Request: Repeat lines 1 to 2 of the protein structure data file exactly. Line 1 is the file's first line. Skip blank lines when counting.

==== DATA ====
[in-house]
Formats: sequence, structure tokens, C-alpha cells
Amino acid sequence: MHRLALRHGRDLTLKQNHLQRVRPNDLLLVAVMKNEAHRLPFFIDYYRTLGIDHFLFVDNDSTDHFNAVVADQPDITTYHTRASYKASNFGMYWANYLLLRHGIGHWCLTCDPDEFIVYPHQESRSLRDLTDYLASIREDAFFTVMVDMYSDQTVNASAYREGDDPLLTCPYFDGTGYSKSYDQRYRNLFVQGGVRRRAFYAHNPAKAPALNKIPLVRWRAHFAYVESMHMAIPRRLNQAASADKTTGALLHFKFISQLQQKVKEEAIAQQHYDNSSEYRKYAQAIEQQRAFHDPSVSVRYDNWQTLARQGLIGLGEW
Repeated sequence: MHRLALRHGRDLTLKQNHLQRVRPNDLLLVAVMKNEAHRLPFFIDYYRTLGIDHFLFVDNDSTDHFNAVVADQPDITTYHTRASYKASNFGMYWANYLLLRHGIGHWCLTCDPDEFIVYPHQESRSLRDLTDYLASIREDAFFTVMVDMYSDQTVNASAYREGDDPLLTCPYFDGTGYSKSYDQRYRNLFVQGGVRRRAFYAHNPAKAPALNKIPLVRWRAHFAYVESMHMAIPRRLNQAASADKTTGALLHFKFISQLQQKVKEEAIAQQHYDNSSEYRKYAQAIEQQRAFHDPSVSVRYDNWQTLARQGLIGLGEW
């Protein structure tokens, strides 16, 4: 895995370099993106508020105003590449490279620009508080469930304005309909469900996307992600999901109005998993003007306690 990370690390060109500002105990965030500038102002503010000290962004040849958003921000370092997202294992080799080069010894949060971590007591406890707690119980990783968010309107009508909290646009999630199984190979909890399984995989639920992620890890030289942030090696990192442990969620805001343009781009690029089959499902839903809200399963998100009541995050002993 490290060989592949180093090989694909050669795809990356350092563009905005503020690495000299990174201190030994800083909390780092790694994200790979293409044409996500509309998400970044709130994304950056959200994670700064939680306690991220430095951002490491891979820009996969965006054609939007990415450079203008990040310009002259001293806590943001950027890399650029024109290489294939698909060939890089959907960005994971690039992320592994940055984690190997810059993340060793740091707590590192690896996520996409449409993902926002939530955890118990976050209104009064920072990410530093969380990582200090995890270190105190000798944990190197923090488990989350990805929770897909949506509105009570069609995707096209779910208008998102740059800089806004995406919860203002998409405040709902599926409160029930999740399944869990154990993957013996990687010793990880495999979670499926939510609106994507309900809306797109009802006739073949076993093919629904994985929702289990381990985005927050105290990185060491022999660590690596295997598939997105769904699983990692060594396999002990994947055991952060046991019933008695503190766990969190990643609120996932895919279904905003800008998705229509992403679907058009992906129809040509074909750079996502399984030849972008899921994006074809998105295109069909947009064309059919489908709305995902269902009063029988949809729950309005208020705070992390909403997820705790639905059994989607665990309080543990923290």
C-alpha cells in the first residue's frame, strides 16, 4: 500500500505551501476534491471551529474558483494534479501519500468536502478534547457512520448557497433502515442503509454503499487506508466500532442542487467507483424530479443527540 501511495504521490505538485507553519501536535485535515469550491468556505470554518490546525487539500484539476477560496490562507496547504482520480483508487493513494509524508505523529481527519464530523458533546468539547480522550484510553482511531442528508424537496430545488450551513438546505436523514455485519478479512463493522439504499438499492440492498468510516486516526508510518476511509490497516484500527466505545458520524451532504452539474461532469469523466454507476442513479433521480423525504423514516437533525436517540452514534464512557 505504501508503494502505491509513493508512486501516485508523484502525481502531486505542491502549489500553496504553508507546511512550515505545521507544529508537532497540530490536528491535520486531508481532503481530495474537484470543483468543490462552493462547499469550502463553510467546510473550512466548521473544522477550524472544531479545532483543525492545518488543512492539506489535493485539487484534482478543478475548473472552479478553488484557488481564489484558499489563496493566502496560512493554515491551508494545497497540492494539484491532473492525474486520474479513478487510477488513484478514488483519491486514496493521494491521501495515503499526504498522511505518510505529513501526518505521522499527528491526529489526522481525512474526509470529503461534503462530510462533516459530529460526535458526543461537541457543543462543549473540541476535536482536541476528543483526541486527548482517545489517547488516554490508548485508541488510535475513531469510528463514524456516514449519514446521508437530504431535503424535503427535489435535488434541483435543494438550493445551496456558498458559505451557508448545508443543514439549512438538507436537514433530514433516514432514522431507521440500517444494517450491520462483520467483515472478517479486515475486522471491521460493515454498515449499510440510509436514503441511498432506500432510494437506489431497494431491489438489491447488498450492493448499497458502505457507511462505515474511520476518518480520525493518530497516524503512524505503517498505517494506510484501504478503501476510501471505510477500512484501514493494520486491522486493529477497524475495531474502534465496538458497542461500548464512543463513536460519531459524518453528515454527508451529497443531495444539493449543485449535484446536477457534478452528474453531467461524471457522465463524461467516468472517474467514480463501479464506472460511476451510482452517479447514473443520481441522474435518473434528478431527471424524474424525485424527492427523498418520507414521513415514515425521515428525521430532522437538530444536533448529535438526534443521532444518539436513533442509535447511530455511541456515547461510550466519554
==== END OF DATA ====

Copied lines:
[in-house]
Formats: sequence, structure tokens, C-alpha cells